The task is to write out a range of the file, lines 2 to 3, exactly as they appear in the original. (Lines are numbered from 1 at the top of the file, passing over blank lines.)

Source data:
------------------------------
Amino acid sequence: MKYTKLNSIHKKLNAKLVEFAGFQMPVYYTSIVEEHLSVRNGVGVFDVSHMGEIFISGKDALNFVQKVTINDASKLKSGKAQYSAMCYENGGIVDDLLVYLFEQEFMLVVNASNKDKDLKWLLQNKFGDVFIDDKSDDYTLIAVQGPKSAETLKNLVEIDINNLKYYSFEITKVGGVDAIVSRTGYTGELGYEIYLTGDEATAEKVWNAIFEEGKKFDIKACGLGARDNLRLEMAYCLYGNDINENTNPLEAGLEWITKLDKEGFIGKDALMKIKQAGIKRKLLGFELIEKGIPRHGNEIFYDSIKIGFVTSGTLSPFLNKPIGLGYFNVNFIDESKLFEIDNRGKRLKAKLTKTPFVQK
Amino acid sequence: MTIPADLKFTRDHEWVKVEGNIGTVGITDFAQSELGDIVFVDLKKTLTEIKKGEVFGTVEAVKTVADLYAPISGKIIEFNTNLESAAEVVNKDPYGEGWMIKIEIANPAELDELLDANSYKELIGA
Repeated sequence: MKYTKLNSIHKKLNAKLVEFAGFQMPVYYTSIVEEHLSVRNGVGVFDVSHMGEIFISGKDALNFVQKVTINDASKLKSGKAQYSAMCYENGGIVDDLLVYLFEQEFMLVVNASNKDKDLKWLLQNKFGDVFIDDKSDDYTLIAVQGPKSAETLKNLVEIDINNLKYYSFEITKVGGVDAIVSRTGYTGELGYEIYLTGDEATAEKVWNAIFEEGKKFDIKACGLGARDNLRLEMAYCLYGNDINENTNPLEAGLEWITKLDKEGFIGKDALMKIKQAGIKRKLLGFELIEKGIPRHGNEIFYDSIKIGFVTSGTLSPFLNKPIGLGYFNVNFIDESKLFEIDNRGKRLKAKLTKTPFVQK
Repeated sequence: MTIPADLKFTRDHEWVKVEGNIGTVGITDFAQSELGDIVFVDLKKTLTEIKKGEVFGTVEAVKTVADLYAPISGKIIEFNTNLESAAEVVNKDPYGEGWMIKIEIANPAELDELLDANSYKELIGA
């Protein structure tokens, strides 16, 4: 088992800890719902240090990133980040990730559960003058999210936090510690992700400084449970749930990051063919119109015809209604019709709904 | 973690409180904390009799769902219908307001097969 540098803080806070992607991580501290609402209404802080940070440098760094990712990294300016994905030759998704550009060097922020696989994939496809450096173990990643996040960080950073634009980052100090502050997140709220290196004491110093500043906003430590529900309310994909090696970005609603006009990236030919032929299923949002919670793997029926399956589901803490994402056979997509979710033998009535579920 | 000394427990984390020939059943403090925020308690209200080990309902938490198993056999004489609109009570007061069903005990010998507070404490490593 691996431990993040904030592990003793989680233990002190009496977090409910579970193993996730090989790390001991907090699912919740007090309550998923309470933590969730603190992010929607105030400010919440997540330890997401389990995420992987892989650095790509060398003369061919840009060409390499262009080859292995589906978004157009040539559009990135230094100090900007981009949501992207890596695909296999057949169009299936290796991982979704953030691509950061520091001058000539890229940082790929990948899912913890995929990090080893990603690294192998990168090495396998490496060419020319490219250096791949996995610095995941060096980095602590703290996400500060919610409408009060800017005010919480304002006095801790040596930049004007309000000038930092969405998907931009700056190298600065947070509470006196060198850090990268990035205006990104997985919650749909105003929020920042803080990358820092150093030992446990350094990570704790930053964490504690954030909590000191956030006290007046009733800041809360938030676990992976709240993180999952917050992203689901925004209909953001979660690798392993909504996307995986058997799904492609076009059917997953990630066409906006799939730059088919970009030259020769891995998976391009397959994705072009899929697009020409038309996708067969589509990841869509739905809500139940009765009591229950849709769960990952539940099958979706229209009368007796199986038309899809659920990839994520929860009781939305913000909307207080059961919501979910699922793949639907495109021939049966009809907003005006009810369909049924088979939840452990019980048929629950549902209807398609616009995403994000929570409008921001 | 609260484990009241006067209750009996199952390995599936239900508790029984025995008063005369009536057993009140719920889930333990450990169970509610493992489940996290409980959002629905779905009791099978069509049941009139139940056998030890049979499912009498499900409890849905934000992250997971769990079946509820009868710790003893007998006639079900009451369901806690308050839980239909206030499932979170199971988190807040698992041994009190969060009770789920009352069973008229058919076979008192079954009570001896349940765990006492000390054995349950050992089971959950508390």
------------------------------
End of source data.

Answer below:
Amino acid sequence: MTIPADLKFTRDHEWVKVEGNIGTVGITDFAQSELGDIVFVDLKKTLTEIKKGEVFGTVEAVKTVADLYAPISGKIIEFNTNLESAAEVVNKDPYGEGWMIKIEIANPAELDELLDANSYKELIGA
Repeated sequence: MKYTKLNSIHKKLNAKLVEFAGFQMPVYYTSIVEEHLSVRNGVGVFDVSHMGEIFISGKDALNFVQKVTINDASKLKSGKAQYSAMCYENGGIVDDLLVYLFEQEFMLVVNASNKDKDLKWLLQNKFGDVFIDDKSDDYTLIAVQGPKSAETLKNLVEIDINNLKYYSFEITKVGGVDAIVSRTGYTGELGYEIYLTGDEATAEKVWNAIFEEGKKFDIKACGLGARDNLRLEMAYCLYGNDINENTNPLEAGLEWITKLDKEGFIGKDALMKIKQAGIKRKLLGFELIEKGIPRHGNEIFYDSIKIGFVTSGTLSPFLNKPIGLGYFNVNFIDESKLFEIDNRGKRLKAKLTKTPFVQK